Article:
Homeowners’ Associations: Collect those outstanding levies

A4BThe Registrar of Deeds’ Conference issued a resolution in 2010 ruling that, in the event of a forced sale, mostly in the event of insolvency, a clearance certificate is not obligatory in order to transfer the property into the name of the purchaser, despite a title deed requirement to the contrary. The resolution was met with severe opposition and the implementation thereof finally reversed.

Three recent matters brought before the court clearly indicated that the status quo will not go unopposed.

Homeowners’ associations have, by means of title deed conditions, ensured that membership requirements are compulsory and the fulfilment thereof obligatory. Generic requirements include the obligation to obtain a clearance certificate from the association, confirming that the provisions of the Memorandum of Incorporation or, where still applicable, the Articles of Incorporation and Association, have been complied with.

Most homeowners’ associations require that all amounts outstanding and levied shall be paid in full prior to the issuing of the clearance certificate. As the purchaser cannot be held liable for the arrears, the arrears are paid from the funds of the insolvent estate. The argument by those opposing the status quo is that by such title deed conditions, the homeowners’ associations have established themselves as preferential creditors of an insolvent estate.

Although an established business practice, the benefit created for the associations in terms of the title deed conditions, are being opposed and questioned.

Three recent matters have been challenging the status quo:

In the first matter, that of Cowin NO and Others vs Kyalami Estate Homeowners’ Association and Others (11377/12) [2013] ZAGPJHC 121, Judge BA Mashile ruled in the South Gauteng High court on 25 February 2013 that the conditions in the title deed should be upheld. The requirements of a clearance certificate have been found as a real right and can prevail against the whole world.

The court further held that by recognising the real right of the association, it does not confuse or change the status of the association in the concursus creditorum. The association will remain a concurrent creditor, but has a right to choose whether to lodge and prove its case or exercise the right afforded it in terms of the registered condition in the title deed regarding the property, to claim the outstanding amount from the cost of the sale of the property.

In the second matter, that of Koka NO and Others vs Willow Waters Homeowners Association (Pty) Ltd and Others (20361/12) [2013] ZAGPPHC 167, Acting Judge AJ Bam delivered his judgement on 13 June 2013 in the North Gauteng High Court.

The judgement considered whether the rights of the Homeowners’ Association as noted in the title deed, constitute real rights (rights enforceable as against the whole world) or personal rights (rights only enforceable against the other contracting party). The court dealt with two questions in order to establish the type of right that the association has.

  1. The first was the intention of the person who created the real right. Was it the intention of the person to bind the present owner of the property and also the successors in title?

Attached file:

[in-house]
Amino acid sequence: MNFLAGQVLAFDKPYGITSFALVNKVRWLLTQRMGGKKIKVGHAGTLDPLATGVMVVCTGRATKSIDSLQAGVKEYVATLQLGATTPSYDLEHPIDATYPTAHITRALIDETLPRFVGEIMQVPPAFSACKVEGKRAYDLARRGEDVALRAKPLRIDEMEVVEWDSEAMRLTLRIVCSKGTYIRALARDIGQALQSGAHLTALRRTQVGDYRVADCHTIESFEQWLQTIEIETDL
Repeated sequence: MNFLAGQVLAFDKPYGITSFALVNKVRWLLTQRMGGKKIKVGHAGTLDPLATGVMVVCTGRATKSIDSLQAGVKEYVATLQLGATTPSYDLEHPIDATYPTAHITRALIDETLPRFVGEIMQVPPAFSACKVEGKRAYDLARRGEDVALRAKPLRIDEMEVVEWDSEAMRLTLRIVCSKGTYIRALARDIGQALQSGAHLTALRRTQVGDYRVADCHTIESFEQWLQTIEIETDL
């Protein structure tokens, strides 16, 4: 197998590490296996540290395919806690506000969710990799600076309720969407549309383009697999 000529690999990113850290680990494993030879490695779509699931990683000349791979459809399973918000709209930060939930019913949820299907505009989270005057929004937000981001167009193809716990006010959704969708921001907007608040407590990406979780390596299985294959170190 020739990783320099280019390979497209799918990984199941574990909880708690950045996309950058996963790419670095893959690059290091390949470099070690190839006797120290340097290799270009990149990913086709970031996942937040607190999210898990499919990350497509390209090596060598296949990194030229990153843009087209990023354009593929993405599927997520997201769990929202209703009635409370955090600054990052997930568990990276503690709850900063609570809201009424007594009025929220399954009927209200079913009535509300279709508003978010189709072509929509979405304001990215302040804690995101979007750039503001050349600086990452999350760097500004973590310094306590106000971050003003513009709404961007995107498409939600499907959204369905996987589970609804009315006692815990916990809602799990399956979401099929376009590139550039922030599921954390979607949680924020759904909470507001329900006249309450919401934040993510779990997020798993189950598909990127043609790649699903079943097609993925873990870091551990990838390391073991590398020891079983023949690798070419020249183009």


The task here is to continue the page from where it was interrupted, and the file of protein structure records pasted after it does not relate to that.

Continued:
2. The second question was whether the nature of the right was such that the registration thereof resulted in a diminution of the ownership of the property (“subtraction from dominium”) against which it is registered.

The North Gauteng High Court ruled that the association does not have a real right. The court acknowledged the fact that the title deed conditions do bind the successors in title of the property. But the facts in this matter were that the association never had the intention to hold purchasers of the property liable for the outstanding levies and penalties of a previous owner. The conditions were thus a mere personal right against the insolvents.

It should be noted that the court ruled for this sale to be subject to the title deed conditions in that the purchaser of the property will be personally subject to the conditions and will have to abide by the rules of the association.

The applicant of the third matter, known as the South Downs HOA matter, withdrew the application before any judge could rule thereon.

The Willow Waters matter is currently under appeal and the Registrar issued a cautionary notice in terms thereof. Should the North Gauteng court ruling be upheld, it will have dire consequences for all homeowners’ associations.

It is therefore imperative that directors of homeowners’ associations carefully attend to timeous payment of levies due by their members. The delay in appointment of liquidators or curators, the time-consuming administration and winding-up of an insolvent estate, as well as the delay in selling the properties caused by delayed instructions from preferential creditors, can create an untenable situation for associations. The eviction of occupiers, bent on remaining on the property at all cost, also takes time.

Months can pass whilst the monthly levies accrue, with the association unable to recover from any other entity save the right to recover via the title deed conditions. As a non-profit company with the responsibility to render services to its members, the situation can easily become dire for associations. Insolvency of even a small portion of the members can financially upset a well-to-do estate and lead to financial chaos.

Prompt debt collection action taken against any and all owners immediately on default will be the best defense. Therefore the directors and members themselves should keep a keen eye on prompt monthly payments and ensure that defaulting owners are immediately contacted and, if they persist in the default, hand the matter over to competent attorneys for collection of the debt. Any delay can be costly to the association.